Wireless IP, The Killer Application !?

My website and thesis captures the essential elements in the convergence path of wireless networks and Internet protocols resulting in the new paradigm of "Wireless IP." It covers all the important 1G/2G cellular technologies that I have seen in the past decade, along with 3G and 4G, Wireless Local Area Network (WLAN) technologies,including modifications required in protocols, architectures, and framework in virtually every area such as QoS, security, mobility, and so on.

The thesis can be useful for anyone who is interested in the convergence of the wireless and IP networks and for them who need to understand how packet data services and IP work in the wireless world. Furthermore, the thesis represents my views and opinions , based on my technical understanding and experience in these areas

Because the increase of higher system capacities and data rates provided by latest and proposed wireless network technologies, and their closer integration with the Internet enabled by the IP technologies used in these wireless networks are enabling many new ways for people to communicate.
Also people on moving vehicles (e.g. cars, trains, boats and airplanes) may access the Internet or their enterprise networks the same way as when they are at their offices or homes. They may be able to surf the Internet, access their corporate networks, download games from the network, play games with remote users, obtain tour guidance information, obtain real-time traffic and route conditions information.

Wireless networks are evolving into wireless IP networks to overcome the limitations of traditional circuit-switched wireless networks. Wireless IP networks are more suitable for supporting the rapidly growing mobile data and multimedia applications.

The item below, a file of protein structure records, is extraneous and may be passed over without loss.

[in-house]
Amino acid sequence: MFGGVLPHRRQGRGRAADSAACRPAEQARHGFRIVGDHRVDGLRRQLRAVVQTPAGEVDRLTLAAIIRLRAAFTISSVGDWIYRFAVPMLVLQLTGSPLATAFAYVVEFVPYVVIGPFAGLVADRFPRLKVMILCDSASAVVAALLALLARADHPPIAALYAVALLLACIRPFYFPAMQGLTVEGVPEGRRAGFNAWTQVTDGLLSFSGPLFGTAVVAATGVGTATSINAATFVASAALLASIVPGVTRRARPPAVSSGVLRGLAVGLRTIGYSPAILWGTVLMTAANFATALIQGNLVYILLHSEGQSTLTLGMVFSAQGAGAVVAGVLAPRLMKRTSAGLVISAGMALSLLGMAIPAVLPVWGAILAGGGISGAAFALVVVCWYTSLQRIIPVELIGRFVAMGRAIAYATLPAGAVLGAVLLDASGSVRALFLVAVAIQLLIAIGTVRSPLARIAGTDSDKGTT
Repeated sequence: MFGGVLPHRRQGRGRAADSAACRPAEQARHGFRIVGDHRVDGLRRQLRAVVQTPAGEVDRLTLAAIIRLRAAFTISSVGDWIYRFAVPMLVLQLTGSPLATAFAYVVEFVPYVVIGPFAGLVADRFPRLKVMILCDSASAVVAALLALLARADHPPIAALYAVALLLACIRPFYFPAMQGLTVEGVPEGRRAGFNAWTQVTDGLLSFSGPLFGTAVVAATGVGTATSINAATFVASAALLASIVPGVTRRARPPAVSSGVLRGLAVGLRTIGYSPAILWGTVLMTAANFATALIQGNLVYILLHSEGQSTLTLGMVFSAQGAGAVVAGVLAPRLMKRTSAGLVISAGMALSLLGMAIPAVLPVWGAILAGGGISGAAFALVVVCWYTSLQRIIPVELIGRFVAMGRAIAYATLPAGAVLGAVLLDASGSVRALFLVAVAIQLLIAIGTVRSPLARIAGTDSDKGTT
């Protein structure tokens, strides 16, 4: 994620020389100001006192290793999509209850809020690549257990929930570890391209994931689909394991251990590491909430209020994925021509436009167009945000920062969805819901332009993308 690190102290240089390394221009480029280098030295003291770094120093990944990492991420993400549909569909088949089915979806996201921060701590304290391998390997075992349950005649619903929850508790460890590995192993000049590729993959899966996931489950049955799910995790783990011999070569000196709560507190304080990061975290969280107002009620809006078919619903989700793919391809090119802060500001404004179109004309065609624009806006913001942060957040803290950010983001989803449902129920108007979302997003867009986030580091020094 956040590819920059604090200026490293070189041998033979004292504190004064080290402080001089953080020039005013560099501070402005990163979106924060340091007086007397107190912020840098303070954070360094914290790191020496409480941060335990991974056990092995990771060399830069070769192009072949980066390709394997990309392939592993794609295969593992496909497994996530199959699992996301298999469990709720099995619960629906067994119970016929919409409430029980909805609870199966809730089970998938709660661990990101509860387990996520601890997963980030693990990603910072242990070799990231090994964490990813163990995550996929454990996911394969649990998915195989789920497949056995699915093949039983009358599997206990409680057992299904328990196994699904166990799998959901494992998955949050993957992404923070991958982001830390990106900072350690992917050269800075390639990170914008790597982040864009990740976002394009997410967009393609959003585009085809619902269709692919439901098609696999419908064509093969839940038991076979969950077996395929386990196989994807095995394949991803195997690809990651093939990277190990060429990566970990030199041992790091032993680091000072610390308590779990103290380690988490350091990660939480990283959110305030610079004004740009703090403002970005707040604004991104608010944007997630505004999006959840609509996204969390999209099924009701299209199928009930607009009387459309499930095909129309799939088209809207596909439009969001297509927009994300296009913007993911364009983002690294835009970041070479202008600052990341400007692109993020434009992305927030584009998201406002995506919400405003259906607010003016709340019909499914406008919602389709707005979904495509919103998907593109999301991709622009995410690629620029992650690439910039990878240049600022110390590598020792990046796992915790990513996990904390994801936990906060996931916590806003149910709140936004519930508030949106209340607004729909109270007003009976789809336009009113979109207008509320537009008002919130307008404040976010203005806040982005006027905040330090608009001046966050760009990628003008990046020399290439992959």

IP technologies (such as Mobile IP) are the most promising solutions available today for supporting data and multimedia applications over wireless networks. IP-based wireless networks will bring the globally successful Internet service into wireless networks. The mobile or wireless Internet will be an extension to the current Internet.

Advanced mobile data and multimedia applications such as; MMS, play games in real time with remote users, Voice over wireless (VoIP calls) and broadcasting of audio and video advertisements to mobile phone users such as: advertiser supported phone calls, Wireless IP-enabled radio and watch TV, will grow very fast. New IP broadcasting techniques such as DVB-H (Digital Video Broadcasting for Handhelds), will make it possible to bring video broadcasting services to handheld receivers.

In particular, the growth of advanced mobile data and multimedia applications such as Voice-over-IP (VoIP) help increase multimedia traffic over the wireless networks significantly. Thus, Wireless IP can also be a killer sometimes. Therefore future Wireless IP networks can only be able to service those mobile data and multimedia applications without congestions in the Wireless network, if those Wireless IP networks are ready for it. In other words, "those networks need to be controlled (e.g. by QoS parameters or other specific protocols) end must have enough bandwidth to support all this types of services. Wireless networks and the IP technologies within those networks have to be reviewed and evolved constantly.

Remark these words:
The traffic on broadband wireless networks will be increasingly IP

Archive for Thesis


Radio Link Efficiency

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A radio interface is bandwidth constrained because it is bound to use limited spectrum. Although 3G networks claim to provide bit rates up to 2 Mbps, it is still a far cry from the 52.8 Mbps a Very high Data rate Digital Subscriber Line (VDSL) can offer on a single twisted-pair copper loop. Similarly, bit rate of 11 Mbps in WLAN is no comparison to 1 Gbps of the gigabit Ethernet (IEEE 802.3). Therefore, it is highly desired to use the available bandwidth as efficiently as possible, so as to give the user a decent performance for IP compared to the wired world. Cellular operators pay a significant amount of their deployment costs in acquiring a spectrum. Therefore, radio link efficiency is also highly desired for cost savings.